LAMOTTE: Investors pile into local multi-family housing

lamotteAs the saying goes, a rising tide lifts all ships, and what a tide it has been for the multi-housing sector locally, regionally and in virtually every market across the country.

We’re now three years into this post-recession cycle. It’s a period marked with capitalization-rate compression, mounting levels of buy-side competition, falling costs of debt, stable- to slightly improving macro economic fundamentals, and development engines moving from a slow idle to full throttle.

At the same time, rent and occupancy growth has trended up nicely with occupancies perhaps achieving and exceeding maximum sustainable levels.

We started 2013 strong with a clear imbalance of supply and demand in the transaction space. Far more equity than available quality acquisition opportunities was coming into the market.

Indianapolis and many other secondary markets nationally have seen an influx of new capital seeking to establish a beachhead or increase levels of investment exposure due to the predictable seasonal rhythm of the Indianapolis area multi-housing market and the steady year-over-year gains.

It’s interesting to look at what’s happened to the risk premium, or spread, between capitalization rates and U.S. Treasuries for multifamily locally comparing the last pricing cycle (2005-2007) to the current pricing cycle (2010-2013). The premium is fairly thin through the last cycle, generally hovering around 100 basis points in what became a feeding frenzy with quality multi-housing property being the main course. There was little risk priced into multi-housing investment property.

Then the world changed and trading of quality assets as we knew it was suspended during most of 2008 and 2009. The markets warmed back up in mid-2010 as the first A grade assets went back to the open market.

What ensued was quite interesting. Through a combination of slightly higher cap rates (’10 compared with ’07) and yields for Treasuries quite a bit lower, the risk premiums exploded to 350 to 450 basis points.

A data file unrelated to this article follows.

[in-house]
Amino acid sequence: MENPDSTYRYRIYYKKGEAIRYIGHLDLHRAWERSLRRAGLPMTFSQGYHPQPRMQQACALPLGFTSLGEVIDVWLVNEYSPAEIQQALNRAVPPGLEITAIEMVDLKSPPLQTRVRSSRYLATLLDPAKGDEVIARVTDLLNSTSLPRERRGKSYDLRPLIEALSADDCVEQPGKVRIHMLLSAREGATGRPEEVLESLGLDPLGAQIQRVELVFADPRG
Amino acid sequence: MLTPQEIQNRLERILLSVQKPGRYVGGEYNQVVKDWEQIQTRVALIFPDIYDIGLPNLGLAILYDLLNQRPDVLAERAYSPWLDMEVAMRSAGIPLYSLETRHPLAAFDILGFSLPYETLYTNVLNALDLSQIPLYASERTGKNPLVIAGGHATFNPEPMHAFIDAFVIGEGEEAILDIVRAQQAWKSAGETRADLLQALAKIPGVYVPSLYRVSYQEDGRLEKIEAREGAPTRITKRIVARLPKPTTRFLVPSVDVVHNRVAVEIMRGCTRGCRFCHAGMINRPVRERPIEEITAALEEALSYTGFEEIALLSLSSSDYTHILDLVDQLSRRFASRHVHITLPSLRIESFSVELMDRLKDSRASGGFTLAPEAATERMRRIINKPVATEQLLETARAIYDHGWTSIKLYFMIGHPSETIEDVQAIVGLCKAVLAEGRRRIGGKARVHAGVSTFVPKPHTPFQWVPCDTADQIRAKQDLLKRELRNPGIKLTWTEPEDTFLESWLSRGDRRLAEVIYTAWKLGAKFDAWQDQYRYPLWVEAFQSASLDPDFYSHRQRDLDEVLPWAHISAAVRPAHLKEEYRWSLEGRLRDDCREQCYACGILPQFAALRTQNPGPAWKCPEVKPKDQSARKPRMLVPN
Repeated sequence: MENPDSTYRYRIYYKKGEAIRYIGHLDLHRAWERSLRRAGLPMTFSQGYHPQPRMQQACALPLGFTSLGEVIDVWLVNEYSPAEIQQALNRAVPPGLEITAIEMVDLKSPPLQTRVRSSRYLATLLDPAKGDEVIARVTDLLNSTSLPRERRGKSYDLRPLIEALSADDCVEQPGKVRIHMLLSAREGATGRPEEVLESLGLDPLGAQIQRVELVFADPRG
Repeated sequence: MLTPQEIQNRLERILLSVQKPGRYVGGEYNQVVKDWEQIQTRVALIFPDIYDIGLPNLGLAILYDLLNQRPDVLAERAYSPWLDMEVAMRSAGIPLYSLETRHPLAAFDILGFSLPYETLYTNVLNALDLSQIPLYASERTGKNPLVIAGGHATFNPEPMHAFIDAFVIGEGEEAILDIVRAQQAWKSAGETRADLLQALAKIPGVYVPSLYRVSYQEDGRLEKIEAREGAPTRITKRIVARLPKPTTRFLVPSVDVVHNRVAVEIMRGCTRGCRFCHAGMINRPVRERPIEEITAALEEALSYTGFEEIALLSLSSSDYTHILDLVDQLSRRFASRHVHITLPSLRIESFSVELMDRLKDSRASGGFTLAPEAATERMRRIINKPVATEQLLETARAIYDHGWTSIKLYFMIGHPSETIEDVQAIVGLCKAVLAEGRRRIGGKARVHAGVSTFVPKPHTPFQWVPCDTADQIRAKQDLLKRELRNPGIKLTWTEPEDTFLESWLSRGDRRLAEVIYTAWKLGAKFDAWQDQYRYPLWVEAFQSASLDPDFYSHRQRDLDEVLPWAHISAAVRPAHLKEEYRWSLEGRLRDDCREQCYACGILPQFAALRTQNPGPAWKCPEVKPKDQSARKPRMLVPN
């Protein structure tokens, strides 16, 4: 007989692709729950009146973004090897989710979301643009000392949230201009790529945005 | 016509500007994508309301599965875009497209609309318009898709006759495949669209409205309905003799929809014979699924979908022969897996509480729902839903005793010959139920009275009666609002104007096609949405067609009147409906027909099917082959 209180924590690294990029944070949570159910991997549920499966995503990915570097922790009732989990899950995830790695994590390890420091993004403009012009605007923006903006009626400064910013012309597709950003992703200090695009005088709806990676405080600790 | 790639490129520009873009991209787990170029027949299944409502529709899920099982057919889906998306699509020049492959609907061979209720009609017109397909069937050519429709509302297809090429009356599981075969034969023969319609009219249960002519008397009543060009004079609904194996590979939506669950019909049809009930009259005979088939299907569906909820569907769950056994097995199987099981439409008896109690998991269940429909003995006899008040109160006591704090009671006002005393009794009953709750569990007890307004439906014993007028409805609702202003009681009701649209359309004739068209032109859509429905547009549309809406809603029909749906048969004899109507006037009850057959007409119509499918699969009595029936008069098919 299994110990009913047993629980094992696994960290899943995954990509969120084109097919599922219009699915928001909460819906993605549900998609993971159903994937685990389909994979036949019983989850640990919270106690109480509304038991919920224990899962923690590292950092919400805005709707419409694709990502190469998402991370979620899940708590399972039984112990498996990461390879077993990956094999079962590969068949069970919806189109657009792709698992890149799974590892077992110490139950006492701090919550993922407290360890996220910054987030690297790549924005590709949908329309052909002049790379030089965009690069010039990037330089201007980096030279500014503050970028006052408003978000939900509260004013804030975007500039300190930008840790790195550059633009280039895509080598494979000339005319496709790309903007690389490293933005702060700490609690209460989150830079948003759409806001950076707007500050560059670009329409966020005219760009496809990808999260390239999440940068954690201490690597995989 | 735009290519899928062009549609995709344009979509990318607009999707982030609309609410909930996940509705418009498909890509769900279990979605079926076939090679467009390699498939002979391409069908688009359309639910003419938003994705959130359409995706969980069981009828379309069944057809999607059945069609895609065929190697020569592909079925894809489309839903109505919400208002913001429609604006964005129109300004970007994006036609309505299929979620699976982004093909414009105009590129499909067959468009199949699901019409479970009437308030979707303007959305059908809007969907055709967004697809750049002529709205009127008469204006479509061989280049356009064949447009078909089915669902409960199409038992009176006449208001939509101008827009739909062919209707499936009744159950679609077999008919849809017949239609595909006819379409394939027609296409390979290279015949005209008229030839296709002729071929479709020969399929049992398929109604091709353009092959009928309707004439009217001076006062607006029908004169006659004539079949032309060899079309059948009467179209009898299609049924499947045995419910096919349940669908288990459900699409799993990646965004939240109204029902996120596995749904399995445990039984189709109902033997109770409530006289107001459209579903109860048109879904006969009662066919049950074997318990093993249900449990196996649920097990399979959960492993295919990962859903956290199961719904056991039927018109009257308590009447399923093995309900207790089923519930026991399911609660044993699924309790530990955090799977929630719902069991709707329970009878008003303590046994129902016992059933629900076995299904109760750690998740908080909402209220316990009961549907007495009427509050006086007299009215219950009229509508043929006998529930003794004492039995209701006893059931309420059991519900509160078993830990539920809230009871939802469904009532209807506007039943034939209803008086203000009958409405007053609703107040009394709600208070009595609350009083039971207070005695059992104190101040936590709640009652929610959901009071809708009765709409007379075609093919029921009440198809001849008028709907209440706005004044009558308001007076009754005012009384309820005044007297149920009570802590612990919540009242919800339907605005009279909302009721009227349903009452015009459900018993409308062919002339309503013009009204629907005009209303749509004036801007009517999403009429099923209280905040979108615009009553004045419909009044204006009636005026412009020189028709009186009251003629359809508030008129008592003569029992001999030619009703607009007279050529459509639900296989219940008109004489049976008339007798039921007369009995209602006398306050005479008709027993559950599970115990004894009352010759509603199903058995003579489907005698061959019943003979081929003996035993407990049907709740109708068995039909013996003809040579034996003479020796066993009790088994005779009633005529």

This has fueled what has now become a three-year run-up in pricing of multi-housing product. Over the past four months we’ve withstood 150 basis points of interest rate increases, a trend typically inversely linked to investment property (including multi-housing) values. Although we now exit one of the most rapid changes to interest rates ever sustained, and it’s largely as though it never happened. In the wake of this 150-basis-point movement, we’ve seen virtually no impact to cap rates on A and B grade assets.

So, the equity has absorbed all of the rate increase, in the form of lower equity returns demanded.

Consequently, the days of 400-basis-point risk premiums appear to be over for multi-housing. The buy-side market will settle for spreads somewhere in the 250 to 350 basis-point range on transactions that will be closing over the next 90 days.

We’ve really only had an adverse impact to one spoke of the wheel—cost of debt. The equity remains as hungry as ever. Rent and equity fundamentals are not improving at the rate they did last year but are still favorable, and single family does not appear to be an overly concerning threat.

In May 2013 we reached an inflection point locally where we had recovered all 45,000 jobs lost 2008 through 2010, and as of July 2013, we were up 7,800 jobs over peak 2007 levels. We see decoupling of households occurring—which is fueling household creation and the tendency to rent longer before taking the single-family plunge—a trend that represents perhaps a permanent shift in thinking.

We saw $311 million trade in all classes of multi-housing in 2012 and $211 million trade year-to-date in 2013, including record suburban pricing and continued diversification and sophistication of the sources of capital eager to deploy investment dollars to the Indianapolis market.

Year-end 2013 volume will likely exceed 2012 volume, and we expect further gains in volume locally in 2014.•


LaMotte is senior vice president, CBRE Indianapolis-Cincinnati Multi-Housing Group. Views expressed here are the writer’s.

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